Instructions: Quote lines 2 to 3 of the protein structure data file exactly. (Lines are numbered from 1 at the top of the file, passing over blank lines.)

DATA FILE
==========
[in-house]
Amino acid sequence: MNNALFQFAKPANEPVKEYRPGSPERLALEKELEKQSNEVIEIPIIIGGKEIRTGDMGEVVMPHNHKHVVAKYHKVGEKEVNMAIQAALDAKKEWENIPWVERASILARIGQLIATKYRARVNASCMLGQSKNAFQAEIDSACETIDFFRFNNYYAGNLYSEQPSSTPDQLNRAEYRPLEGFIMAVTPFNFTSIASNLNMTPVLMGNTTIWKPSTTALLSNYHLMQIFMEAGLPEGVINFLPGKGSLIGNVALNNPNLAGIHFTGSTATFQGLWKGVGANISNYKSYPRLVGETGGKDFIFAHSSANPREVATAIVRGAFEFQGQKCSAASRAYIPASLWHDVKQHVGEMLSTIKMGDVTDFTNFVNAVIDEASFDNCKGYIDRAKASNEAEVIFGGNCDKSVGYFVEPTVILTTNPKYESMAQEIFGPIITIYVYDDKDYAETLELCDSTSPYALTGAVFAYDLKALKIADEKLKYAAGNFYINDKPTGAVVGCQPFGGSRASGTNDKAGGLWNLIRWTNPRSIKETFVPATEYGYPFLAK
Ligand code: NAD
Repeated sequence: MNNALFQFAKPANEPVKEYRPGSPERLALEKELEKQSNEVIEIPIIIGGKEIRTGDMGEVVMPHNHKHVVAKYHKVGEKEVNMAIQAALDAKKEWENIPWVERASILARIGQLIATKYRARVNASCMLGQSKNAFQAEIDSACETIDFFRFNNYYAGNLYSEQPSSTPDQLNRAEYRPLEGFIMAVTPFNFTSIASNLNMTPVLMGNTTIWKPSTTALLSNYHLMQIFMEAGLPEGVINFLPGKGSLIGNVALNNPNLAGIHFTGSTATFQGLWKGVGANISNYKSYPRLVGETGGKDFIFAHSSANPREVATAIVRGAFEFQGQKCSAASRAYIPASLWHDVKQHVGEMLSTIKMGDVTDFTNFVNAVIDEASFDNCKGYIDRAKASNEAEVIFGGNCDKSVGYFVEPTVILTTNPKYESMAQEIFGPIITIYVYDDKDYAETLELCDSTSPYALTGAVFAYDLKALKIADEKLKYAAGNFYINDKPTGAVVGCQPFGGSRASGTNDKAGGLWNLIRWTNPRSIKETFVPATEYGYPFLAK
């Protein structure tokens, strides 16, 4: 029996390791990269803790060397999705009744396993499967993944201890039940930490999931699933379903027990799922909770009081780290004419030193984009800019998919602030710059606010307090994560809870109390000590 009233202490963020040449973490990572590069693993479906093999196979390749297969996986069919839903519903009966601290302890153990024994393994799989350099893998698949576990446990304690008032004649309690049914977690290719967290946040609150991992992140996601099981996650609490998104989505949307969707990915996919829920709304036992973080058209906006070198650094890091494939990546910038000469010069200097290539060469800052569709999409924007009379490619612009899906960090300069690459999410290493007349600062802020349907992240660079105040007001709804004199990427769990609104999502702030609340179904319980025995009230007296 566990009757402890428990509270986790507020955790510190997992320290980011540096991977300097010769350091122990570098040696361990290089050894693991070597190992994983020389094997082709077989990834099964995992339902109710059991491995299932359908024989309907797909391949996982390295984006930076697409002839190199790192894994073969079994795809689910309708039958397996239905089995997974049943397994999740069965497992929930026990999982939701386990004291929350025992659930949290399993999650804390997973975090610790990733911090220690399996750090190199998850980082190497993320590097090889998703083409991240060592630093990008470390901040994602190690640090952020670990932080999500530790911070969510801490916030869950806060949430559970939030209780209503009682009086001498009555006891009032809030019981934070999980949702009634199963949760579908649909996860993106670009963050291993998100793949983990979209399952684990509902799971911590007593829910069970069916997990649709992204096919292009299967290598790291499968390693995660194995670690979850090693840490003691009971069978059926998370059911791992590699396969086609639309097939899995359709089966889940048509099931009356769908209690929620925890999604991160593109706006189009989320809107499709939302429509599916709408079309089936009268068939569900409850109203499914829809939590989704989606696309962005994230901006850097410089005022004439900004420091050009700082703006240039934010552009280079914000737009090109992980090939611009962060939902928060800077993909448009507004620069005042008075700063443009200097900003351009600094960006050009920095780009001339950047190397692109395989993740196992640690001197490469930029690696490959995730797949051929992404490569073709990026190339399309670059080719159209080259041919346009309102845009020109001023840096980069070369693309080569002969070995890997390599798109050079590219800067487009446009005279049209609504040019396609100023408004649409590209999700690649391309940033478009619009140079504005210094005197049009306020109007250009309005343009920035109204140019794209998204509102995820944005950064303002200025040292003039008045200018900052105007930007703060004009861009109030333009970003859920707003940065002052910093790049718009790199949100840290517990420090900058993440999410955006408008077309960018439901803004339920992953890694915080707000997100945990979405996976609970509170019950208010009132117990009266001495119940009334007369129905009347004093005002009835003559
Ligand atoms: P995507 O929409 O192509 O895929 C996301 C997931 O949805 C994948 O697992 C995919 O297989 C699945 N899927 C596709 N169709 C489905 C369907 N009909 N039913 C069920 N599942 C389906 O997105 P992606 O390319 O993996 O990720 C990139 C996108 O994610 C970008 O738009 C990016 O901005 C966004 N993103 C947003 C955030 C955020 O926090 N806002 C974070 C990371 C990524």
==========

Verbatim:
Amino acid sequence: MNNALFQFAKPANEPVKEYRPGSPERLALEKELEKQSNEVIEIPIIIGGKEIRTGDMGEVVMPHNHKHVVAKYHKVGEKEVNMAIQAALDAKKEWENIPWVERASILARIGQLIATKYRARVNASCMLGQSKNAFQAEIDSACETIDFFRFNNYYAGNLYSEQPSSTPDQLNRAEYRPLEGFIMAVTPFNFTSIASNLNMTPVLMGNTTIWKPSTTALLSNYHLMQIFMEAGLPEGVINFLPGKGSLIGNVALNNPNLAGIHFTGSTATFQGLWKGVGANISNYKSYPRLVGETGGKDFIFAHSSANPREVATAIVRGAFEFQGQKCSAASRAYIPASLWHDVKQHVGEMLSTIKMGDVTDFTNFVNAVIDEASFDNCKGYIDRAKASNEAEVIFGGNCDKSVGYFVEPTVILTTNPKYESMAQEIFGPIITIYVYDDKDYAETLELCDSTSPYALTGAVFAYDLKALKIADEKLKYAAGNFYINDKPTGAVVGCQPFGGSRASGTNDKAGGLWNLIRWTNPRSIKETFVPATEYGYPFLAK
Ligand code: NAD